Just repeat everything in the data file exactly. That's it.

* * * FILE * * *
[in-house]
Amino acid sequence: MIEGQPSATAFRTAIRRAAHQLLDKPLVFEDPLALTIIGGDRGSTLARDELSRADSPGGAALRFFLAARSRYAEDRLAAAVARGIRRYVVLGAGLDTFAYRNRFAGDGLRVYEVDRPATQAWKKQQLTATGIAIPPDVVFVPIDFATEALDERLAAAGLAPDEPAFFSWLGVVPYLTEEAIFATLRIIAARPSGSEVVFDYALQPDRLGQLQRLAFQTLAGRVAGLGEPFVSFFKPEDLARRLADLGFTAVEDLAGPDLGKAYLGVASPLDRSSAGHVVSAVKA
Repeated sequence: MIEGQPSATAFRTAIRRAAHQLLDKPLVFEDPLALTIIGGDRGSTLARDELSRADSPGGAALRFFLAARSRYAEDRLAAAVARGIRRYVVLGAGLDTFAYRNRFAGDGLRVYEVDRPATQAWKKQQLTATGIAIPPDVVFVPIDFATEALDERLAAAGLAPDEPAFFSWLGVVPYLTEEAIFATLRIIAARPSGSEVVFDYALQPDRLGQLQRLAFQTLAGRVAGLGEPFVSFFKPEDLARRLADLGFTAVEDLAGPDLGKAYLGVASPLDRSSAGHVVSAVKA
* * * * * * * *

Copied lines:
[in-house]
Amino acid sequence: MIEGQPSATAFRTAIRRAAHQLLDKPLVFEDPLALTIIGGDRGSTLARDELSRADSPGGAALRFFLAARSRYAEDRLAAAVARGIRRYVVLGAGLDTFAYRNRFAGDGLRVYEVDRPATQAWKKQQLTATGIAIPPDVVFVPIDFATEALDERLAAAGLAPDEPAFFSWLGVVPYLTEEAIFATLRIIAARPSGSEVVFDYALQPDRLGQLQRLAFQTLAGRVAGLGEPFVSFFKPEDLARRLADLGFTAVEDLAGPDLGKAYLGVASPLDRSSAGHVVSAVKA
Repeated sequence: MIEGQPSATAFRTAIRRAAHQLLDKPLVFEDPLALTIIGGDRGSTLARDELSRADSPGGAALRFFLAARSRYAEDRLAAAVARGIRRYVVLGAGLDTFAYRNRFAGDGLRVYEVDRPATQAWKKQQLTATGIAIPPDVVFVPIDFATEALDERLAAAGLAPDEPAFFSWLGVVPYLTEEAIFATLRIIAARPSGSEVVFDYALQPDRLGQLQRLAFQTLAGRVAGLGEPFVSFFKPEDLARRLADLGFTAVEDLAGPDLGKAYLGVASPLDRSSAGHVVSAVKA